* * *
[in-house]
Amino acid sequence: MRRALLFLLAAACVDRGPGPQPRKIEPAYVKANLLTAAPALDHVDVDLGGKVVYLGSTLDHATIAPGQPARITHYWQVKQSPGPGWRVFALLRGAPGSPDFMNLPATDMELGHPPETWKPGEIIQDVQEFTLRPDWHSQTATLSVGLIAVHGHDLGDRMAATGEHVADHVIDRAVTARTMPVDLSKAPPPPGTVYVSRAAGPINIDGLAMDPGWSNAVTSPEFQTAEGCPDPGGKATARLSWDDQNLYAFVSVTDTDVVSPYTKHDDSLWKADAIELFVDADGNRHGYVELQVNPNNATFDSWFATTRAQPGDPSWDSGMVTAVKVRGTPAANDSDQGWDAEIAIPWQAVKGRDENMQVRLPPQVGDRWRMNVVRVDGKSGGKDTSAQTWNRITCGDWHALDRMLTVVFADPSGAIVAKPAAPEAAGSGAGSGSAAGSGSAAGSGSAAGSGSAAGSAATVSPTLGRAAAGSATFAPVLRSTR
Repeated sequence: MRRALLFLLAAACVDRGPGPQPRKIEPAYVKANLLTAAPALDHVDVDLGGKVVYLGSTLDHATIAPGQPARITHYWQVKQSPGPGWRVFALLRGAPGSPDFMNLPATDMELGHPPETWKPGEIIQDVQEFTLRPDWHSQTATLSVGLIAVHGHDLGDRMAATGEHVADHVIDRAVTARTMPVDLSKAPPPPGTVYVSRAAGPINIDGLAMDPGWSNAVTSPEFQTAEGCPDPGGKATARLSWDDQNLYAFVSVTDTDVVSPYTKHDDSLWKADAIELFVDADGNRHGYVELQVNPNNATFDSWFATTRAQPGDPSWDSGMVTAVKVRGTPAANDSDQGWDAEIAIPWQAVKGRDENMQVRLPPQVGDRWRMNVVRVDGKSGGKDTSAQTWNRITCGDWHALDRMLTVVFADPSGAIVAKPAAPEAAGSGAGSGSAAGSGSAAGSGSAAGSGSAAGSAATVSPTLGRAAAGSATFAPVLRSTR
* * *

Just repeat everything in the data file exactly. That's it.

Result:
[in-house]
Amino acid sequence: MRRALLFLLAAACVDRGPGPQPRKIEPAYVKANLLTAAPALDHVDVDLGGKVVYLGSTLDHATIAPGQPARITHYWQVKQSPGPGWRVFALLRGAPGSPDFMNLPATDMELGHPPETWKPGEIIQDVQEFTLRPDWHSQTATLSVGLIAVHGHDLGDRMAATGEHVADHVIDRAVTARTMPVDLSKAPPPPGTVYVSRAAGPINIDGLAMDPGWSNAVTSPEFQTAEGCPDPGGKATARLSWDDQNLYAFVSVTDTDVVSPYTKHDDSLWKADAIELFVDADGNRHGYVELQVNPNNATFDSWFATTRAQPGDPSWDSGMVTAVKVRGTPAANDSDQGWDAEIAIPWQAVKGRDENMQVRLPPQVGDRWRMNVVRVDGKSGGKDTSAQTWNRITCGDWHALDRMLTVVFADPSGAIVAKPAAPEAAGSGAGSGSAAGSGSAAGSGSAAGSGSAAGSAATVSPTLGRAAAGSATFAPVLRSTR
Repeated sequence: MRRALLFLLAAACVDRGPGPQPRKIEPAYVKANLLTAAPALDHVDVDLGGKVVYLGSTLDHATIAPGQPARITHYWQVKQSPGPGWRVFALLRGAPGSPDFMNLPATDMELGHPPETWKPGEIIQDVQEFTLRPDWHSQTATLSVGLIAVHGHDLGDRMAATGEHVADHVIDRAVTARTMPVDLSKAPPPPGTVYVSRAAGPINIDGLAMDPGWSNAVTSPEFQTAEGCPDPGGKATARLSWDDQNLYAFVSVTDTDVVSPYTKHDDSLWKADAIELFVDADGNRHGYVELQVNPNNATFDSWFATTRAQPGDPSWDSGMVTAVKVRGTPAANDSDQGWDAEIAIPWQAVKGRDENMQVRLPPQVGDRWRMNVVRVDGKSGGKDTSAQTWNRITCGDWHALDRMLTVVFADPSGAIVAKPAAPEAAGSGAGSGSAAGSGSAAGSGSAAGSGSAAGSAATVSPTLGRAAAGSATFAPVLRSTR